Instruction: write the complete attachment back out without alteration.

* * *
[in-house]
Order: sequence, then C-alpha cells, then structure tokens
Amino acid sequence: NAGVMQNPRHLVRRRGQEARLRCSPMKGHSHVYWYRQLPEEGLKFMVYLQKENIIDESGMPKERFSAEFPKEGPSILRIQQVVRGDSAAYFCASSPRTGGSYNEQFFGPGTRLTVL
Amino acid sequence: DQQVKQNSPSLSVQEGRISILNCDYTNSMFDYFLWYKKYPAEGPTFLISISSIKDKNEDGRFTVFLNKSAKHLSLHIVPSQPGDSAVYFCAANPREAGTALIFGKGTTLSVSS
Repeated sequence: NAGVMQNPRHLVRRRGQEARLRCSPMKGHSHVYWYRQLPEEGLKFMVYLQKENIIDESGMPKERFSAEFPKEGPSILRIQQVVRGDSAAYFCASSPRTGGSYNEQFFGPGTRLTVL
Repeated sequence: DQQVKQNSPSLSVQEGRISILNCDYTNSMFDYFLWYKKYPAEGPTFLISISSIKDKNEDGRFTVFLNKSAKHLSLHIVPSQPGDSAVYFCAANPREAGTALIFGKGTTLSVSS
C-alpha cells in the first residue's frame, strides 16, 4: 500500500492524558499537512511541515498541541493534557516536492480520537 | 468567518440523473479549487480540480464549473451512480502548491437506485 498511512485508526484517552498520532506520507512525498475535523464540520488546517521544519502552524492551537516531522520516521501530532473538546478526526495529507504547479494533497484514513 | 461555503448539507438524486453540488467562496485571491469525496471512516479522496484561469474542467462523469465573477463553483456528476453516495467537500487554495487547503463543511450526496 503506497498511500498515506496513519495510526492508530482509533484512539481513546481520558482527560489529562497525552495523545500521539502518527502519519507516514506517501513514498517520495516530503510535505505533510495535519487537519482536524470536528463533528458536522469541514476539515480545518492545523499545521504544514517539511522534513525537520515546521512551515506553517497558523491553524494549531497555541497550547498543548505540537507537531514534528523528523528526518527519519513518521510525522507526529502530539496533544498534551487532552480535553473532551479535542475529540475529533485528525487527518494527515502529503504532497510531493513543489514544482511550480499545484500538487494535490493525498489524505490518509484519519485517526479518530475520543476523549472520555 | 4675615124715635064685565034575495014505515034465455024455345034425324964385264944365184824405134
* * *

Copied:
[in-house]
Order: sequence, then C-alpha cells, then structure tokens
Amino acid sequence: NAGVMQNPRHLVRRRGQEARLRCSPMKGHSHVYWYRQLPEEGLKFMVYLQKENIIDESGMPKERFSAEFPKEGPSILRIQQVVRGDSAAYFCASSPRTGGSYNEQFFGPGTRLTVL
Amino acid sequence: DQQVKQNSPSLSVQEGRISILNCDYTNSMFDYFLWYKKYPAEGPTFLISISSIKDKNEDGRFTVFLNKSAKHLSLHIVPSQPGDSAVYFCAANPREAGTALIFGKGTTLSVSS
Repeated sequence: NAGVMQNPRHLVRRRGQEARLRCSPMKGHSHVYWYRQLPEEGLKFMVYLQKENIIDESGMPKERFSAEFPKEGPSILRIQQVVRGDSAAYFCASSPRTGGSYNEQFFGPGTRLTVL
Repeated sequence: DQQVKQNSPSLSVQEGRISILNCDYTNSMFDYFLWYKKYPAEGPTFLISISSIKDKNEDGRFTVFLNKSAKHLSLHIVPSQPGDSAVYFCAANPREAGTALIFGKGTTLSVSS
C-alpha cells in the first residue's frame, strides 16, 4: 500500500492524558499537512511541515498541541493534557516536492480520537 | 468567518440523473479549487480540480464549473451512480502548491437506485 498511512485508526484517552498520532506520507512525498475535523464540520488546517521544519502552524492551537516531522520516521501530532473538546478526526495529507504547479494533497484514513 | 461555503448539507438524486453540488467562496485571491469525496471512516479522496484561469474542467462523469465573477463553483456528476453516495467537500487554495487547503463543511450526496 503506497498511500498515506496513519495510526492508530482509533484512539481513546481520558482527560489529562497525552495523545500521539502518527502519519507516514506517501513514498517520495516530503510535505505533510495535519487537519482536524470536528463533528458536522469541514476539515480545518492545523499545521504544514517539511522534513525537520515546521512551515506553517497558523491553524494549531497555541497550547498543548505540537507537531514534528523528523528526518527519519513518521510525522507526529502530539496533544498534551487532552480535553473532551479535542475529540475529533485528525487527518494527515502529503504532497510531493513543489514544482511550480499545484500538487494535490493525498489524505490518509484519519485517526479518530475520543476523549472520555 | 4675615124715635064685565034575495014505515034465455024455345034425324964385264944365184824405134